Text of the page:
POM v Coca-Cola false advertising spat heads to Supreme Court, but what does this mean for your label?

By Elaine Watson

- Last updated on GMT

POM v Coca-Cola false advertising spat heads to Supreme Court, but what does this mean for your label?

Related tags Supreme court Class action

It’s not quite as dramatic as the Oscar Pistorius trial, but in the world of food law, a false advertising case brought by POM Wonderful against rival Coca-Cola is being followed just as closely. And all eyes will be on the Supreme Court on Monday, when both sides will present oral arguments. 

So what’s the case about? And why is it being scrutinized so carefully?

On the attack there is POM, which is suing Coca-Cola for false advertising under the Lanham Act, alleging it is “willfully misleading consumers​” by marketing a Minute Maid juice comprised almost entirely of apple and grape juice as ‘Pomegranate Blueberry' (this is followed by the phrase, 'Flavored Blend of 5 Juices' in smaller type underneath). Despite the name, says POM, the beverage contains just 0.3% pomegranate juice, 0.2% blueberry juice, 0.1% raspberry juice, and 99.4% apple & grape juice. 

In the defense there is Coca-Cola, which says its labels comply with federal labeling laws governing flavored juice blends and that private plaintiffs such as POM should not be able to "impose their own idiosyncratic naming and labeling standards​", a view shared by both the district court and the 9th​Circuit Court of Appeals. 

On Monday, the case heads to the Supreme Court to decide who is right.   

Decision could have a significant impact on consumer class actions in the space

From a legal perspective, the case focuses fairly narrowly on fruit juice labeling and whether the Lanham Act - a federal false advertising law typically invoked in disputes between rivals - trumps the Federal Food, Drug & Cosmetic Act (FDCA) and the Nutrition Labeling and Education Act of 1990 (NLEA).

However, legal experts contacted by FoodNavigator-USA predict the Supreme Court’s decision - due by the end of June - will have a far broader impact on the deluge of consumer class action food-labeling cases, even though consumers are not allowed to bring claims under the Lanham Act.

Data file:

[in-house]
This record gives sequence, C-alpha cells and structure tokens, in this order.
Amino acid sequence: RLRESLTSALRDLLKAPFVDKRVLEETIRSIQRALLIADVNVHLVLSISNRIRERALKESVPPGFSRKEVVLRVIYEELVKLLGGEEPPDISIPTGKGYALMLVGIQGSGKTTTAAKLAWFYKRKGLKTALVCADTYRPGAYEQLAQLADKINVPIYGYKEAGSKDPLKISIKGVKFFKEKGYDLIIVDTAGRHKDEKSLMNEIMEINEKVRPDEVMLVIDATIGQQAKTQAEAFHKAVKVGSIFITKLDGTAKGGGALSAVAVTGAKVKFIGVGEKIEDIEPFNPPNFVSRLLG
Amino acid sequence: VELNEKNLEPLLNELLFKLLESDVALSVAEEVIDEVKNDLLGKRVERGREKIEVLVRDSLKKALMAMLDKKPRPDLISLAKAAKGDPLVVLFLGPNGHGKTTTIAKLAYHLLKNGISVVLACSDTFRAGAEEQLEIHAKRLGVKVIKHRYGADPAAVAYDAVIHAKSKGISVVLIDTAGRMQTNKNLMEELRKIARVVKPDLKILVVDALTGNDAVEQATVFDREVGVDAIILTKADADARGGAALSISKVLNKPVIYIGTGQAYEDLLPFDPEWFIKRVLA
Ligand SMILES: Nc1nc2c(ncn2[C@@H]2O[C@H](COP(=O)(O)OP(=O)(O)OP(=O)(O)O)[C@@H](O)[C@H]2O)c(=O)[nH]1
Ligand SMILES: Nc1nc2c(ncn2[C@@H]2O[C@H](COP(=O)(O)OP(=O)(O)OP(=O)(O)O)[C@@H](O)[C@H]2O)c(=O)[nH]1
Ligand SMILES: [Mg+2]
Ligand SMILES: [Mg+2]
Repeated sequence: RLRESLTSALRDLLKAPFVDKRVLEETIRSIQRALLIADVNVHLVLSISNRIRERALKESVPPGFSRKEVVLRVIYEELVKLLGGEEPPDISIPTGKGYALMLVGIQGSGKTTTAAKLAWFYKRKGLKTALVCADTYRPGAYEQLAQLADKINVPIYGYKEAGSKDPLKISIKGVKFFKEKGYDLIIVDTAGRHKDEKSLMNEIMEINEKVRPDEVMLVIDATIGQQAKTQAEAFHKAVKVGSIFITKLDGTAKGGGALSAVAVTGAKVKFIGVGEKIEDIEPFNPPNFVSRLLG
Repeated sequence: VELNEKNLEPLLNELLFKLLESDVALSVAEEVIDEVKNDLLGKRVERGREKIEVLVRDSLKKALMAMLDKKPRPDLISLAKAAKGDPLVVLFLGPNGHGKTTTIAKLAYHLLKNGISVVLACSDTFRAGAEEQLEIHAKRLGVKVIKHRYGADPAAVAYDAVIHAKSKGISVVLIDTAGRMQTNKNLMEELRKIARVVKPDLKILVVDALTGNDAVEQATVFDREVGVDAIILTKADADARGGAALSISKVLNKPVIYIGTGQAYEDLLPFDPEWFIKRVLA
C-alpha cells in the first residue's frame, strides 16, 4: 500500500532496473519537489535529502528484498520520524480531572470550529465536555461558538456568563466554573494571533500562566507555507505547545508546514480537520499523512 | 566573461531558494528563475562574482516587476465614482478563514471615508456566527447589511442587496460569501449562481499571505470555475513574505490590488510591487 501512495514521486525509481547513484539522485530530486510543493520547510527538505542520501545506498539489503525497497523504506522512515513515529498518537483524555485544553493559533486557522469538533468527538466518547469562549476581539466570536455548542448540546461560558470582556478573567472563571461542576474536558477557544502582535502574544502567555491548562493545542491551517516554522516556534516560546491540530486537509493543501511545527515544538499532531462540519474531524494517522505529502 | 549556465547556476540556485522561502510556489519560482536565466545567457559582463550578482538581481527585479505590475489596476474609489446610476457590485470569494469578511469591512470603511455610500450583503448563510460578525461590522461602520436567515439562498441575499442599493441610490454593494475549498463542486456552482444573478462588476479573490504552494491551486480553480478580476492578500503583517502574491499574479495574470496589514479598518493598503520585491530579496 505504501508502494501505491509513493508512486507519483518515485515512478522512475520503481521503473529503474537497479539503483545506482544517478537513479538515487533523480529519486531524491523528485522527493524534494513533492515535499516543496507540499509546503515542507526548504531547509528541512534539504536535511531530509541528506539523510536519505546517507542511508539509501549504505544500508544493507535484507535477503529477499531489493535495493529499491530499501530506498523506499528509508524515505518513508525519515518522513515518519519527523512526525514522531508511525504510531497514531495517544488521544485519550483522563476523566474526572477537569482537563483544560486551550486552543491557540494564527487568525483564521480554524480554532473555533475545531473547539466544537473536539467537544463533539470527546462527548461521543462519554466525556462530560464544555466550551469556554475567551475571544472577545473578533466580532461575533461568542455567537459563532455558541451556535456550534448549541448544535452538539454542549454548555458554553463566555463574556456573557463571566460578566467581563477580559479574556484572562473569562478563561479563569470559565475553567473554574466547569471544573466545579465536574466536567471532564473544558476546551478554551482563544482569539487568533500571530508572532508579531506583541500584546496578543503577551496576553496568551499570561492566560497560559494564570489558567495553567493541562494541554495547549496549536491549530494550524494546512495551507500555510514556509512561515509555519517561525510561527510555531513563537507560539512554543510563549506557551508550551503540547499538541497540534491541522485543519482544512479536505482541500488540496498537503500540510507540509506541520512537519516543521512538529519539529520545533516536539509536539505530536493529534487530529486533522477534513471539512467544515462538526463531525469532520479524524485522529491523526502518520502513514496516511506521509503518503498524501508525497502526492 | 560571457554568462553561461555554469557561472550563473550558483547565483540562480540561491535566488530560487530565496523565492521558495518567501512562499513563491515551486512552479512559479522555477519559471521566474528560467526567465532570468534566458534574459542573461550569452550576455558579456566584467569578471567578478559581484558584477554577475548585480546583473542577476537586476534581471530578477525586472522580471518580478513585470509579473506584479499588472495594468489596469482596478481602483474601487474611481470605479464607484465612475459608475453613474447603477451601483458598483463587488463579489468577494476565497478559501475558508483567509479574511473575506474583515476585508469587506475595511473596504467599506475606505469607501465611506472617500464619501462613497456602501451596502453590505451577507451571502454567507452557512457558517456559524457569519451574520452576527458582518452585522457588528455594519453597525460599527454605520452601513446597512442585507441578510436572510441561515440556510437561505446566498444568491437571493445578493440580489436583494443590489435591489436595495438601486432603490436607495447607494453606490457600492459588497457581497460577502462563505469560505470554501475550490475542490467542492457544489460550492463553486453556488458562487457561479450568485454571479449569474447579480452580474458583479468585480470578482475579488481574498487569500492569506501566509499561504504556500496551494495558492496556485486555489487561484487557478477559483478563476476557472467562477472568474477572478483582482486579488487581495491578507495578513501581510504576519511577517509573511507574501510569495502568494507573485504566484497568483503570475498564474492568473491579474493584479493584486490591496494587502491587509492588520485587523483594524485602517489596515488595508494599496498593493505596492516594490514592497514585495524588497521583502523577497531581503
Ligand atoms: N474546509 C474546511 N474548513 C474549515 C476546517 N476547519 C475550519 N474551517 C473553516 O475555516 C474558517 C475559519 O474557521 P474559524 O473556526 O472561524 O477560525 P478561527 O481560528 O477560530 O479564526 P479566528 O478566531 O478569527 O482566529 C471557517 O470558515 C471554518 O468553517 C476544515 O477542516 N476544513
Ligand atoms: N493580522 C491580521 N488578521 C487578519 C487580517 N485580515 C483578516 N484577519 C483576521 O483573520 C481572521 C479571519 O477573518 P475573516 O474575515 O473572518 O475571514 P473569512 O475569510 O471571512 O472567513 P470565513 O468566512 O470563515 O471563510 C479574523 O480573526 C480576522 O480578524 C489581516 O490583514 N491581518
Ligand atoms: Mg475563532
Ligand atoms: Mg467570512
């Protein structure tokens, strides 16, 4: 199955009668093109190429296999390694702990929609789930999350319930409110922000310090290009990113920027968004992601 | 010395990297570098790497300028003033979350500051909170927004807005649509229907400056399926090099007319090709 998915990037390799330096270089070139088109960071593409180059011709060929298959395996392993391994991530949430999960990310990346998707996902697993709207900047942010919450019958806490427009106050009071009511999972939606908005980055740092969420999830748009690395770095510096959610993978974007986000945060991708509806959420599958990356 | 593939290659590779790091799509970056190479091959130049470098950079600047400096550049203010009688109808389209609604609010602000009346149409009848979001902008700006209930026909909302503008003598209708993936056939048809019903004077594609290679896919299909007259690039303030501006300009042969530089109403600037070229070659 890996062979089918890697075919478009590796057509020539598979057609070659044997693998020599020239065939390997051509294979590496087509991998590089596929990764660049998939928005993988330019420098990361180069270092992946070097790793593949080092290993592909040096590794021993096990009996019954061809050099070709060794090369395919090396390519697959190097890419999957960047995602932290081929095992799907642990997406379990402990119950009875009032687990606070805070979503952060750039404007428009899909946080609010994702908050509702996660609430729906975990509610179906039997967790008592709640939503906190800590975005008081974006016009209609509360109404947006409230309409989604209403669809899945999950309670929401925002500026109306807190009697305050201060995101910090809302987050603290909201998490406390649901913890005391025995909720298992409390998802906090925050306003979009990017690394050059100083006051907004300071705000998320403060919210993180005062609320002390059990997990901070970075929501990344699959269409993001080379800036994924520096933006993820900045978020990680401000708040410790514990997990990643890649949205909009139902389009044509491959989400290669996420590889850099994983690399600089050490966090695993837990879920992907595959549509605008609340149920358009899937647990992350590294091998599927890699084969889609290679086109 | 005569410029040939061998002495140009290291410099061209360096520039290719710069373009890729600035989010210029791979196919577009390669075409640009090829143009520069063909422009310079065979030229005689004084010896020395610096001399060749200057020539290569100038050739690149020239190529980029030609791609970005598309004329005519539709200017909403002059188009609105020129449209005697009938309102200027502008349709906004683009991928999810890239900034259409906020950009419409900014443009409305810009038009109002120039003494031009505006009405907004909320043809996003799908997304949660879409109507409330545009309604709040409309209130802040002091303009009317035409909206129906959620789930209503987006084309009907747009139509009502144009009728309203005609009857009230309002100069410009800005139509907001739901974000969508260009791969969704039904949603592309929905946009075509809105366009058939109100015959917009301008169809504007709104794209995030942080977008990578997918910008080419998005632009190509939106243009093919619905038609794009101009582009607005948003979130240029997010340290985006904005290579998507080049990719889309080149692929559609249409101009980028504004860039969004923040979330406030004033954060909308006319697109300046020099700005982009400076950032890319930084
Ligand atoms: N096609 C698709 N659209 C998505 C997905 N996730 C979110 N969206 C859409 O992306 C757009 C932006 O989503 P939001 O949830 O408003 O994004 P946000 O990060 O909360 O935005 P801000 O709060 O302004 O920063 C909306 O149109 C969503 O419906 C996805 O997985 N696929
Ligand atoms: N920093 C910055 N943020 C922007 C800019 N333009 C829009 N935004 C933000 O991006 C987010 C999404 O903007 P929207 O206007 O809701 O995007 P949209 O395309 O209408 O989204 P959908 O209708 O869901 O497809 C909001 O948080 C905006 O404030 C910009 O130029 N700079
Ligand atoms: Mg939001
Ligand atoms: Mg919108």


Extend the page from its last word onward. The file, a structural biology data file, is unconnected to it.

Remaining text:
They also point out that the 9th circuit decision on the case (which sided with Coke) has already been cited in scores of consumer class action cases, although not every judge has interpreted it in the same way. 

The extent of the impact will depend on the scope of the Supreme Court’s decision, but the ramifications could be big, said Ivan Wasserman, partner at Manatt Phelps & Phillips in Washington DC.

If the decision… goes to the general rights of any private party to challenge claims that appear on food product labels, then it could have a significant impact on consumer class actions in the space.”

And even if the focus is just on the Lanham Act, in the event of a POM victory, he added, “competitors could certainly reevaluate cases they wanted to bring but did not because they assumed they were pre-empted by FDA rules.”

POM argues that even if FDA regulations cover specific aspects of a label, such as the name of a multi-juice product, it does not necessarily follow that they cover other aspects of the label, such as what message is communicated by the label in its entirety

The most likely scenario is that the Court will opt for the middle ground

Arnold Friede, senior food and drug law attorney with Sandler, Travis & Rosenberg, P.A in Miami, said it was hard to imagine how things could get much worse for food and beverage firms if POM prevails, given that companies are already under constant threat of litigation under state consumer protection laws, especially in California.

Minute maid drink
Coke says its label clearly states that the beverage is a blend of five fruit juices, while the picture on the front of the pack shows apples, grapes and raspberries as well as pomegranates and blueberries

How can there be a greater deluge of food false advertising litigation than we are currently seeing? Right now it’s ‘pouring’. Can it rain harder than ‘pouring rain’?”

But if Coke prevails, could this spell the end of the tidal wave of lawsuits alleging that even if food and beverage labels meet the letter of the law, they can still be deemed misleading?

While many food companies would dearly love the Supreme Court to crystallize the FDA’s role as the primary authority over food labeling, however, it is “highly unlikely” ​that it will agree with Coke that the FDCA totally​ trumps the Lanham Act, he said.

The most likely scenario, predicted Friede, is that the Court will opt for the middle ground, “whereby only those aspects of a label subject specifically to a discrete FDA regulatory requirement and in compliance with that requirement, will be insulated from a Lanham Act challenge”.

But he added: “We don’t know for sure whether the Supreme Court will clear things up or just muddy the waters.”

Both sides will probably claim victory , whatever the outcome

August T. Horvath, an advertising law attorney at Kelley Drye & Warren LLP, agreed that whatever the Supreme Court decides, it’s unlikely to provide absolute clarity from a legal perspective for firms facing class action lawsuits from consumers alleging false advertising.

Indeed, whatever happens, both sides will probably claim victory, he predicted.

“The ultimate question is how aggressively does the government have to regulate something to make it off limits to litigation?”

Click HERE​ to read all the court documents relating to this case.

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